Baguio’s Burnham Park next on DOT rehab list
BAGUIO CITY, Benguet, Philippines — The century-old park, named after Chicago architect Daniel Burnham who designed the summer capital, will be “rescued and repaired” by tourism experts in response to social media concerns that it has deteriorated and been commercialized.
The rehabilitation of the 34-hectare Burnham Park will be guided by the Baguio plan drawn by the architect in 1905, Pocholo Paragas, chief operating officer of the Tourism Infrastructure and Enterprise Zone Authority (Tieza), said during a meeting with city officials on Wednesday.
“[Department of Tourism (DOT) officials] informed me that many parks have been poorly managed by local governments after these were turned over to them,” said Mayor Benjamin Magalong.
Burnham Park was no different, Magalong said as he led a spot inspection on July 14 which revealed overcrowded bicycle lanes, untended gardens and polluted waters at the man-made Burnham Lake.
Paragas said Tieza has allocated P20 million for the park’s initial renovation work, after it completes a master development plan with local experts that highlights its historical relevance.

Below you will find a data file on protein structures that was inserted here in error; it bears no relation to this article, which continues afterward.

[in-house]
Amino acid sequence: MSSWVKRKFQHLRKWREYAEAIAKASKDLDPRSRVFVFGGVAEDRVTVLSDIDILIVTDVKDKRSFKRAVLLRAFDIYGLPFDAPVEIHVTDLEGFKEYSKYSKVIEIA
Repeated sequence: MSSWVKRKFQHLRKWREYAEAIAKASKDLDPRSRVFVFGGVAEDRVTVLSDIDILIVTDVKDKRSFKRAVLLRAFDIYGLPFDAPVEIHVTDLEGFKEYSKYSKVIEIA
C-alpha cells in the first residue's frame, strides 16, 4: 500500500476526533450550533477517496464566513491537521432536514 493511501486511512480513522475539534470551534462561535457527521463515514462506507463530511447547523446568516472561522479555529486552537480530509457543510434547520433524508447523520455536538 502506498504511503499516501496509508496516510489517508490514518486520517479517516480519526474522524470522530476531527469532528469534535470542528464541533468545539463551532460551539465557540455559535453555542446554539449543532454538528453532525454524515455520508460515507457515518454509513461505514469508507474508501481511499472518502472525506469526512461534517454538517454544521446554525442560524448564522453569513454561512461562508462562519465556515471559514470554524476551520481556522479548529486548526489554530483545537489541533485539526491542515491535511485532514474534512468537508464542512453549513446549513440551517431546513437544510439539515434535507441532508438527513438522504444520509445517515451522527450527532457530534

Because of social media criticisms, the DOT wants to bring back Burnham’s original concept that the park must continue to serve as the city’s “breathing space,” Paragas said.
He said he had been communicating with Baguio Rep. Marquez Go, who refiled a bill declaring Burnham Park as a heritage site.
Once it is granted that status, any development work at Burnham Park will follow strict rules protecting all historical and cultural structures, Go said.
Retaking the park
Tieza and Tourism Secretary Bernadette Romulo-Puyat have entertained proposals to retake control over Burnham Park, being one of the country’s well-known parks and a tourist destination which the DOT wants to revitalize.
Paragas said Burnham Park remains a local government asset because of two executive orders which tasked the city government with the park’s administration, maintenance, management and operation.
The park, which includes a patch of forest, was first turned over to Baguio by former President Fidel Ramos through Executive Order No. 224 in 1995.
In 2008, former President Gloria Macapagal-Arroyo issued Executive Order No. 695 releasing “all facilities and improvements” still under the Philippine Tourism Authority (the former name of Tieza) to the city government in time for Baguio’s centennial celebration in 2009.
“We have no interest in keeping the park. We just want it fixed, then we will turn it over again to you so we can reintroduce it to the world,” Paragas assured Magalong. —Vincent Cabrera
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